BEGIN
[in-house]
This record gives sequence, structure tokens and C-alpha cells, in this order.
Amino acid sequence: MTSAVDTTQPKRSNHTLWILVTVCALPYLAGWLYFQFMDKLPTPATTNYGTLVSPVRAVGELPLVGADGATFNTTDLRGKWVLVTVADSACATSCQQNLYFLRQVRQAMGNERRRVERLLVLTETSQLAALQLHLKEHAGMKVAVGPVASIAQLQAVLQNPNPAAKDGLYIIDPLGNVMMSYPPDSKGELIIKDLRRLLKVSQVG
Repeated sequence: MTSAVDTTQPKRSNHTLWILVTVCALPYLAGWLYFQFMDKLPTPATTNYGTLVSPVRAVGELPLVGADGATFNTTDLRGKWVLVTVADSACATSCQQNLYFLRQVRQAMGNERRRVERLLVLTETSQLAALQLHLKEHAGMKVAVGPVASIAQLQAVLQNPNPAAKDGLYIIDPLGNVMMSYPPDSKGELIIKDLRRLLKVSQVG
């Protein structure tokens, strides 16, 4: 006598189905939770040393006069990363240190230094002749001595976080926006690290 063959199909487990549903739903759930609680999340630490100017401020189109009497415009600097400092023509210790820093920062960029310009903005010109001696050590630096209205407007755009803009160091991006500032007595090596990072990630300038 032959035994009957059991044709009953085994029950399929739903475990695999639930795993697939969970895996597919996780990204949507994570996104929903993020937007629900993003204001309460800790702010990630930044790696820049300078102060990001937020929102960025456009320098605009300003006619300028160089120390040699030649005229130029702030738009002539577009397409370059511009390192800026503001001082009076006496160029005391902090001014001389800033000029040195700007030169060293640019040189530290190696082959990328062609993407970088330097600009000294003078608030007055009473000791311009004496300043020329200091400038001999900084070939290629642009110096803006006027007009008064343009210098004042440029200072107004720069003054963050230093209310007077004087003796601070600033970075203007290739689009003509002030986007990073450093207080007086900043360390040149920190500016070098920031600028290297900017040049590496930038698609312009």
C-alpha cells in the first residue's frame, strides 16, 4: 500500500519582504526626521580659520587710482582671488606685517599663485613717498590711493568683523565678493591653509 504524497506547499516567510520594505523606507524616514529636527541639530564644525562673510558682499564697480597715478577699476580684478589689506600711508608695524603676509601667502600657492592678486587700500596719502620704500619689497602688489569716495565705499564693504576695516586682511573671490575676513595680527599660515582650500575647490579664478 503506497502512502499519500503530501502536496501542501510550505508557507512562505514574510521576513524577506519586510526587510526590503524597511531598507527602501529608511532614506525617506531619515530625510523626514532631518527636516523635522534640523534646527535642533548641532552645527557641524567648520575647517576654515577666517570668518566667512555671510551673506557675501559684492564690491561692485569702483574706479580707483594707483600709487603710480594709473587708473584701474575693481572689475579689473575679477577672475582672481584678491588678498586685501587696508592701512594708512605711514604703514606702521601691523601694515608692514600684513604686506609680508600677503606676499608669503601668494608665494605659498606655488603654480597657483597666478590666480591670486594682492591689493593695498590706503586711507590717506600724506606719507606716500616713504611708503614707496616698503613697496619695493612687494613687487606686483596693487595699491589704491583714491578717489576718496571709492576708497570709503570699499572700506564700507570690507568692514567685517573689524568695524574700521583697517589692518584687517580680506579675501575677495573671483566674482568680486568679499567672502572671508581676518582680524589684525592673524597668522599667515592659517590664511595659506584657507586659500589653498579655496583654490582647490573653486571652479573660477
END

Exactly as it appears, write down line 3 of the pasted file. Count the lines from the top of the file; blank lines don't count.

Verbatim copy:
Amino acid sequence: MTSAVDTTQPKRSNHTLWILVTVCALPYLAGWLYFQFMDKLPTPATTNYGTLVSPVRAVGELPLVGADGATFNTTDLRGKWVLVTVADSACATSCQQNLYFLRQVRQAMGNERRRVERLLVLTETSQLAALQLHLKEHAGMKVAVGPVASIAQLQAVLQNPNPAAKDGLYIIDPLGNVMMSYPPDSKGELIIKDLRRLLKVSQVG